While technological advancement is viewed as necessary to organisational success, there is a dark side to this transformation – the increased threat of cyber-attacks. While advancements like cloud computing, smart devices and AI have been heralded as vital to the success of Australian businesses, with increased reliance on technology comes a greater vulnerability toward cyber-attacks. In 2017, a new type of malware emerged every 4.2 seconds, highlighting an urgent need for businesses to protect their assets.
Cyber attacks are becoming inevitable – the question is no longer whether businesses are vulnerable, but rather will they be prepared when faced with an attack?
Turning the tables on security threats
As organisations generate and gain access to increasing amounts of data, the threat of attack grows, as malignant forces seek access to this valuable commodity. 2017’s WannaCry attacks affected over 200,000 computers globally and led to other devastating attacks such Petya and NotPetya. By leveraging data, IT teams across organisations will be able to fight back against any potential attacks.
Specifically, the more log data businesses amass, the greater opportunity they’ll have to detect, diagnose and protect themselves from cyber-attacks. In doing so, businesses will have the opportunity to identify anomalies within data and correlate these with irregular events or actions – suggesting a potential security breach. While analysing this massive amount of data in a timely manner can be a challenge (to reduce the fallout from attacks) can be difficult, big data analytics allows for this process to be sped up.
Catching threats in real-time
By leveraging big data analytics, companies can monitor in real-time both network and user behaviours – identifying suspicious activity quickly and efficiently. Businesses can then model various network, user, application and service profiles to establish intelligence-driven security measures, in order to quickly respond to anomalies that indicate cyber threats or attack. Some examples of the types of activities big data analytics can track include:
- Traffic anomalies to, from or between data warehouses
- Suspicious activity in high value or sensitive resources in data networks
- Suspicious user behaviours, such as varied access times, levels, location, information queries and destinations
- Unauthorised or dated devices accessing a network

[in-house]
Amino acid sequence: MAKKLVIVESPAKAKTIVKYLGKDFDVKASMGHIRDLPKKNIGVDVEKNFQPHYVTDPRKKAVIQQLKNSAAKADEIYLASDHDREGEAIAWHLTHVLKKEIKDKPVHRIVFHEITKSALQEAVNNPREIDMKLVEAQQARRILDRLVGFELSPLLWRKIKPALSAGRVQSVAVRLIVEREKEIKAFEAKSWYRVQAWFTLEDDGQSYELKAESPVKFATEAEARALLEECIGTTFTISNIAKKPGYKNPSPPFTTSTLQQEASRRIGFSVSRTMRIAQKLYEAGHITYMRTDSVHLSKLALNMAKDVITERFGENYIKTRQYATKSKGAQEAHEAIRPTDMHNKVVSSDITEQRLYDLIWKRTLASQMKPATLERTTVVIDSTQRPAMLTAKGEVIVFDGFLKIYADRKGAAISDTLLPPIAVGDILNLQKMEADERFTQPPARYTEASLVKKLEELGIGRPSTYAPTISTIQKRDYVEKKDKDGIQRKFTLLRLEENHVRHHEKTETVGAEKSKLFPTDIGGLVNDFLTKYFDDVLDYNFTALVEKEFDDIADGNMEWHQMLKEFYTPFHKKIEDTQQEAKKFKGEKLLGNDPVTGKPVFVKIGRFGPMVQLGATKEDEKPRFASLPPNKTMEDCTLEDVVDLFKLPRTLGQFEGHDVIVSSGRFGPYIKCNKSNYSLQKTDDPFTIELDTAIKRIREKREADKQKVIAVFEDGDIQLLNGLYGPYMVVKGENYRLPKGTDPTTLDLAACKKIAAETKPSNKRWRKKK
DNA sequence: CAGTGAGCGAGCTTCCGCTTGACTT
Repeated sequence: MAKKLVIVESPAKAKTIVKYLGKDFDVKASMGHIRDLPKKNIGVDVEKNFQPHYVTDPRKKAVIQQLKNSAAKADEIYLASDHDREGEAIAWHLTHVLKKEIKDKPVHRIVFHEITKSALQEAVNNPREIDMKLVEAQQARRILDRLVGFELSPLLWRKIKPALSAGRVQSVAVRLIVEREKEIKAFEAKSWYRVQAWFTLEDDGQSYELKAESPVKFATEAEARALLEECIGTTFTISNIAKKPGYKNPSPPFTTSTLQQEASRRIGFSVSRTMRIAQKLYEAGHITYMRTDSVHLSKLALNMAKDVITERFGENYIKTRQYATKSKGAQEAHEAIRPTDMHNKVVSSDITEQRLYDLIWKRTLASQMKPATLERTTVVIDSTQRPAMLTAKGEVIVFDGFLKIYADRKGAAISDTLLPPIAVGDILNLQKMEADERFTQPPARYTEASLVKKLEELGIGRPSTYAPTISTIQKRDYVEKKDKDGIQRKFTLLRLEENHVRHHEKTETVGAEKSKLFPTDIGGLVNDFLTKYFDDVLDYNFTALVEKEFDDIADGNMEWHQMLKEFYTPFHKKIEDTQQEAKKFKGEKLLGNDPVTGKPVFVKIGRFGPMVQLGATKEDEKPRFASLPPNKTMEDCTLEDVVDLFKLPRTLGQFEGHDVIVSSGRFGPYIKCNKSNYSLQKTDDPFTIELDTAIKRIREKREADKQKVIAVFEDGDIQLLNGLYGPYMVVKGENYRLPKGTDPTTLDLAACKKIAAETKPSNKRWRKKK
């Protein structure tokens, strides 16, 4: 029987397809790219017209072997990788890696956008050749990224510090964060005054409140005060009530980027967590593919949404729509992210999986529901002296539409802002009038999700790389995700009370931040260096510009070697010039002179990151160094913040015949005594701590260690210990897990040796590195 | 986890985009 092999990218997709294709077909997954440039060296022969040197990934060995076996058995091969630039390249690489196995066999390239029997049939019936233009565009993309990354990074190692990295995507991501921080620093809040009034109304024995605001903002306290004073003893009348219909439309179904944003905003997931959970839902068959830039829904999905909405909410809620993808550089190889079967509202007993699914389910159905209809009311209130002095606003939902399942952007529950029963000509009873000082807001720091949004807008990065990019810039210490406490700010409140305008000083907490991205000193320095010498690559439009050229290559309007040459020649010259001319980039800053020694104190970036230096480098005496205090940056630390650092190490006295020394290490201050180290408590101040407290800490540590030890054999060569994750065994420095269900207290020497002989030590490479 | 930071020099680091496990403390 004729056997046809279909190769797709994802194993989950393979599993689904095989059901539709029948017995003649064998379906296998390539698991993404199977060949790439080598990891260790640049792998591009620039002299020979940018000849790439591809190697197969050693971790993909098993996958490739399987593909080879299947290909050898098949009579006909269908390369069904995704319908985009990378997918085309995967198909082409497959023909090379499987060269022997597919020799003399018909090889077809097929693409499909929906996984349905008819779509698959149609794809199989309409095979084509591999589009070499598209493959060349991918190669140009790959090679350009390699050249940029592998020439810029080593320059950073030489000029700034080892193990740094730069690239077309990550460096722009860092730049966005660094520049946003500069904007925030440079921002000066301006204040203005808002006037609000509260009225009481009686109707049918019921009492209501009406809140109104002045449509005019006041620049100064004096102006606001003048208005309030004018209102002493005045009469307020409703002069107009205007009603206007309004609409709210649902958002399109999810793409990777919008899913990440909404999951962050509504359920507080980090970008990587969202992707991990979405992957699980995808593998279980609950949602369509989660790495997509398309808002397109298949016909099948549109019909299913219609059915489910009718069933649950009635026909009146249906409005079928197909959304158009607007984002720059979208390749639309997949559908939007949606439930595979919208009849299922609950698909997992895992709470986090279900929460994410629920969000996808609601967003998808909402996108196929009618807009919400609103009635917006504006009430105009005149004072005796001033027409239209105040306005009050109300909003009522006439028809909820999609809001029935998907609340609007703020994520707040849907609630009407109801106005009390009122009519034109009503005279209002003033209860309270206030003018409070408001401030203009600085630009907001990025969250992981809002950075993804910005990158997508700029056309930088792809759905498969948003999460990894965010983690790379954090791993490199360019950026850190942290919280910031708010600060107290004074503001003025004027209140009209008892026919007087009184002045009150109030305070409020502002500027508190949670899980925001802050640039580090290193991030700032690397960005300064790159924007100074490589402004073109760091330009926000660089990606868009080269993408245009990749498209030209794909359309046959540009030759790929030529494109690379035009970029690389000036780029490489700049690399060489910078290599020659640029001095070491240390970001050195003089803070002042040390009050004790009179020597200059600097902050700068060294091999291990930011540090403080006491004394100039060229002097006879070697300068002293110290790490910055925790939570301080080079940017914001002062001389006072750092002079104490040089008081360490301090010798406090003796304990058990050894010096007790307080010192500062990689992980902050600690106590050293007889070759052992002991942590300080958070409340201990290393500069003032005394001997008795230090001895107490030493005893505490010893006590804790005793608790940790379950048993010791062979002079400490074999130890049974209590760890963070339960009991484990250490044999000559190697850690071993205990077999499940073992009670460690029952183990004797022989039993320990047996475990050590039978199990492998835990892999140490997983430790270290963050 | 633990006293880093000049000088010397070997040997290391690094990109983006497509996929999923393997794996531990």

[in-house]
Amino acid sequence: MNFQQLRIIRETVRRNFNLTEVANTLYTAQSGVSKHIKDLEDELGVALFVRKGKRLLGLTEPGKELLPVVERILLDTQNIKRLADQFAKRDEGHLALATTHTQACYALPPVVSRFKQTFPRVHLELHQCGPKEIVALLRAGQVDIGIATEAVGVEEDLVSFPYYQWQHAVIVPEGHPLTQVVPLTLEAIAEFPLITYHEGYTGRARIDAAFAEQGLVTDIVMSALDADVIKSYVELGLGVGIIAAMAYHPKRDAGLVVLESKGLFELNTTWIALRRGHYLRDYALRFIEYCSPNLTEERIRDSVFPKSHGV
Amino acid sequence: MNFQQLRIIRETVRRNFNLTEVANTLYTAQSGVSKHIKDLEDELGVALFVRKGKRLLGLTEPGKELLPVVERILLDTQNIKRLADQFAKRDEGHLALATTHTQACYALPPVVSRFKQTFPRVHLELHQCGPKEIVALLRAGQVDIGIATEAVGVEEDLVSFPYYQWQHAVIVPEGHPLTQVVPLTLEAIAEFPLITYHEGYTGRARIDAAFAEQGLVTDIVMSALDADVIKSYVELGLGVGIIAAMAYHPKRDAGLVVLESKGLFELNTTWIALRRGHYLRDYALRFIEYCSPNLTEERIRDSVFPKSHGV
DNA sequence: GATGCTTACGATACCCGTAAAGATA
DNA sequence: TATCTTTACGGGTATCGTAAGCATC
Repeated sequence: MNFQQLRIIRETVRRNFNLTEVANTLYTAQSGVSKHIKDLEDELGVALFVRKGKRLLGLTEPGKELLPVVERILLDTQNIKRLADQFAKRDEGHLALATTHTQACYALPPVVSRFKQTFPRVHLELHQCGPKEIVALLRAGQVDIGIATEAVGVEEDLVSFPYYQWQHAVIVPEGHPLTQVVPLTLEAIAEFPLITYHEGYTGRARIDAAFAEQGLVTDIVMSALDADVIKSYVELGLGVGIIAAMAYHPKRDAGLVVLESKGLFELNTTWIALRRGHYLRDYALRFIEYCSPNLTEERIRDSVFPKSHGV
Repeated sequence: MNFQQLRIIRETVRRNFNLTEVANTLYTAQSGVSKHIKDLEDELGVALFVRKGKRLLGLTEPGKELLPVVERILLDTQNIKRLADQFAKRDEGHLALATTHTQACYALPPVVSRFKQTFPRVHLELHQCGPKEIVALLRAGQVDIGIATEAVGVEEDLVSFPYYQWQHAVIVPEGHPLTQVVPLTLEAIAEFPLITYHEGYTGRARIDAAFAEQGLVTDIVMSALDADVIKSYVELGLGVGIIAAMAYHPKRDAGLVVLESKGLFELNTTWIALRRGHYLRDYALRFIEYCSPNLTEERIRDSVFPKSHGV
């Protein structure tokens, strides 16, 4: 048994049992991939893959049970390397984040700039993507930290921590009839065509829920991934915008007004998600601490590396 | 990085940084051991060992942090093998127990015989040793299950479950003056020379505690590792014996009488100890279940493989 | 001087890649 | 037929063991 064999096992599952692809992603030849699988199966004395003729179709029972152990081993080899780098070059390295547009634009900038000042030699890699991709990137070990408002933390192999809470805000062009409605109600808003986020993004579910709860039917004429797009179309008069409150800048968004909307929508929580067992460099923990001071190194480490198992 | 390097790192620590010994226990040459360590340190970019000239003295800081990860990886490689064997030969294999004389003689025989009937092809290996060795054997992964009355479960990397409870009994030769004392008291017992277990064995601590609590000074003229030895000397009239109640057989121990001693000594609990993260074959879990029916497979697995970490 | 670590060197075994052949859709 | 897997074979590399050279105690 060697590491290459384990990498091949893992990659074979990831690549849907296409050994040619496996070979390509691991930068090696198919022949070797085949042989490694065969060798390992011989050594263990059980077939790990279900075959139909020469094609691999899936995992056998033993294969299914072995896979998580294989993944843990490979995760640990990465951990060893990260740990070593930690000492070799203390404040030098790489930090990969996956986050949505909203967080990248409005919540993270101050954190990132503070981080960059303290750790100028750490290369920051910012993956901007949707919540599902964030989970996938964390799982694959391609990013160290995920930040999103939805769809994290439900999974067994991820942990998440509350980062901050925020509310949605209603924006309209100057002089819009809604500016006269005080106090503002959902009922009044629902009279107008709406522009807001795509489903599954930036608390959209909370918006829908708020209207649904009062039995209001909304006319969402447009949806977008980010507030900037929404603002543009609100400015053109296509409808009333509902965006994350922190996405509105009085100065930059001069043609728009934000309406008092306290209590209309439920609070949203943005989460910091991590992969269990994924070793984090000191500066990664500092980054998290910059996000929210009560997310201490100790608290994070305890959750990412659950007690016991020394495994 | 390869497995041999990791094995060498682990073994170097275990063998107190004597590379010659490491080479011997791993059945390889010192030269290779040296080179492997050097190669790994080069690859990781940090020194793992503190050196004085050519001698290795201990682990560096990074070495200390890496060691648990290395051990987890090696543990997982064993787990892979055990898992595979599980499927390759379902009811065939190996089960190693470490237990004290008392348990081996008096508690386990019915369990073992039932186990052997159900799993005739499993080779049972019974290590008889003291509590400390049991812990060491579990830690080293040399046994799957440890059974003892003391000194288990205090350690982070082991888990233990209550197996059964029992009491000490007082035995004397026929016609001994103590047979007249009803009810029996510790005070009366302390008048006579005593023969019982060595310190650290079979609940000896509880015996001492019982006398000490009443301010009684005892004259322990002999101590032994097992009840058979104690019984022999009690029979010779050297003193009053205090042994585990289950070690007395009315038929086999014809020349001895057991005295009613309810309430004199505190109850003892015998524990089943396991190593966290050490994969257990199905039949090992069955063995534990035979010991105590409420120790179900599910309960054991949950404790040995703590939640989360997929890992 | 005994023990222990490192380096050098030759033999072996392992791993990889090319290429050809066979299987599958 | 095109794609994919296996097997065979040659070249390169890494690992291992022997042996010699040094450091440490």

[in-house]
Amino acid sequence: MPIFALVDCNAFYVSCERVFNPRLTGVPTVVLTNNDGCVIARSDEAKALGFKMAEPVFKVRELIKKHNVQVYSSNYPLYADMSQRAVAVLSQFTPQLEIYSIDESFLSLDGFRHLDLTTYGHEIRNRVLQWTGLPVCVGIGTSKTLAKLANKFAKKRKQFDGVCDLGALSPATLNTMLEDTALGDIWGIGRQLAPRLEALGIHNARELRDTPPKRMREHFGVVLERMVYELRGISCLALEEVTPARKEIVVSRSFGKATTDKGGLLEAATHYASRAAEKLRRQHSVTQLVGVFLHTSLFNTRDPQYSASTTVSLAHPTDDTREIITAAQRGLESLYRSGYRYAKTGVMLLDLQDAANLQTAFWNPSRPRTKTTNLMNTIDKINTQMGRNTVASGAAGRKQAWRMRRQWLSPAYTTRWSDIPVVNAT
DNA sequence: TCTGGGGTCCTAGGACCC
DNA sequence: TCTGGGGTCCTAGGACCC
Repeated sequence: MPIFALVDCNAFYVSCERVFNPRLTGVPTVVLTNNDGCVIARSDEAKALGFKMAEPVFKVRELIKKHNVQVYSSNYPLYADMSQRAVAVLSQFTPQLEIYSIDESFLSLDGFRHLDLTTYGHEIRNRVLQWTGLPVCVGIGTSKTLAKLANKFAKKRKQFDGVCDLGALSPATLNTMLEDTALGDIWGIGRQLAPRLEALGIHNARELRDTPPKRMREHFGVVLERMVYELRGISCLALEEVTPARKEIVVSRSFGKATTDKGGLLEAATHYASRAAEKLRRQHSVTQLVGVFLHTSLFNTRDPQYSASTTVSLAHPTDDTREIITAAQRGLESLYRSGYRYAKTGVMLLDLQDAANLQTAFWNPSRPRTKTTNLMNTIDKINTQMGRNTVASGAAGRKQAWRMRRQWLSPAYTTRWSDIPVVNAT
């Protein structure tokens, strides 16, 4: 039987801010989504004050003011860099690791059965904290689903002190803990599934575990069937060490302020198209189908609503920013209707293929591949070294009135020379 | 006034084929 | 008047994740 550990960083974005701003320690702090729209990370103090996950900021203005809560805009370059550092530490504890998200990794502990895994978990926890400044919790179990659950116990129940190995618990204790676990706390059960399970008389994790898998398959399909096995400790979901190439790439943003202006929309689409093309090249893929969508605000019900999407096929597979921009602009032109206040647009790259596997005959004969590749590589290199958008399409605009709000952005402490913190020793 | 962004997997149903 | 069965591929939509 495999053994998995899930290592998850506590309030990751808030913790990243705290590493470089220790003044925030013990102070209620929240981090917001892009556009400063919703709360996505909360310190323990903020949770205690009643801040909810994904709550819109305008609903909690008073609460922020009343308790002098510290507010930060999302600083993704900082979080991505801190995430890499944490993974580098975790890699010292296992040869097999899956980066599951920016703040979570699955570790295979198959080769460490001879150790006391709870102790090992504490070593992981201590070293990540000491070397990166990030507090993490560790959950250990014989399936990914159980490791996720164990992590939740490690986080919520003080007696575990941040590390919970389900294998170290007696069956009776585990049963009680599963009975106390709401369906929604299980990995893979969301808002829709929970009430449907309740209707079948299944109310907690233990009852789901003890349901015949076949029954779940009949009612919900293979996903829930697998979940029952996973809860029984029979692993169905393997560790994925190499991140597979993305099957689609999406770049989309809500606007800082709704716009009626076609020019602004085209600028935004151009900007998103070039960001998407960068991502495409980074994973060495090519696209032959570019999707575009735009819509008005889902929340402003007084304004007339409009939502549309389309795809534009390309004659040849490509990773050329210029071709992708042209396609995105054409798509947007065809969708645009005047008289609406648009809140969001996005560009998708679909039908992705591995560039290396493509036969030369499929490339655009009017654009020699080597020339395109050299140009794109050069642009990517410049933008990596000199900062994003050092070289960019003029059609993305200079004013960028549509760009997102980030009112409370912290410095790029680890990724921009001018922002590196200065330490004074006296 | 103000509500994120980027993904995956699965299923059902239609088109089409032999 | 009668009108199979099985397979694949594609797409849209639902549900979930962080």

- Suspicious customer transactions
Big data analytics is becoming a highly effective tool in the identification of cyber-attacks, both before the attack takes place and before it becomes a serious issue – minimising and sometimes completely eliminating additional losses and costs. This real-time analysis will allow organisations to thwart both the smallest and largest scale attacks.
Monitor attacks with data
Investment in big data analytics means that businesses will be able to improve the quality of their security monitoring to counter attacks as they come.
While security monitoring requires the storage of substantial amounts of data, a big data analytics solution will be able to analyse large amounts of data in real-time. The tool for organisations to be able to conduct consistent and scalable security monitoring is real-time analysis.
Access to big data includes access to activities and events that can signal a potential threat to prevent large-scale consequences, but combining big data analytics with real time analytics is what will create a truly effective security tool.
It’s two fold for organisations – investing in big data analytics to ensure that threats are recognised is key, but also investing in real-time analytics is vital to be able to react quickly to create a complete security monitoring platform.
The stakes are getting higher for organisations. Not only are businesses’ financial securities and intellectual property at risk, but their very reputations are on the line. These types of cyber-attacks are serious concerns for businesses of all size and complex solutions are required to tackle these threats in real-time. Big data analytics is the ideal solution to protect businesses by flagging threats and attacks before and as they occur – ensuring that the least damage possible is created.
Article by MapR's country manager for Australia and New Zealand, Paul Bennett.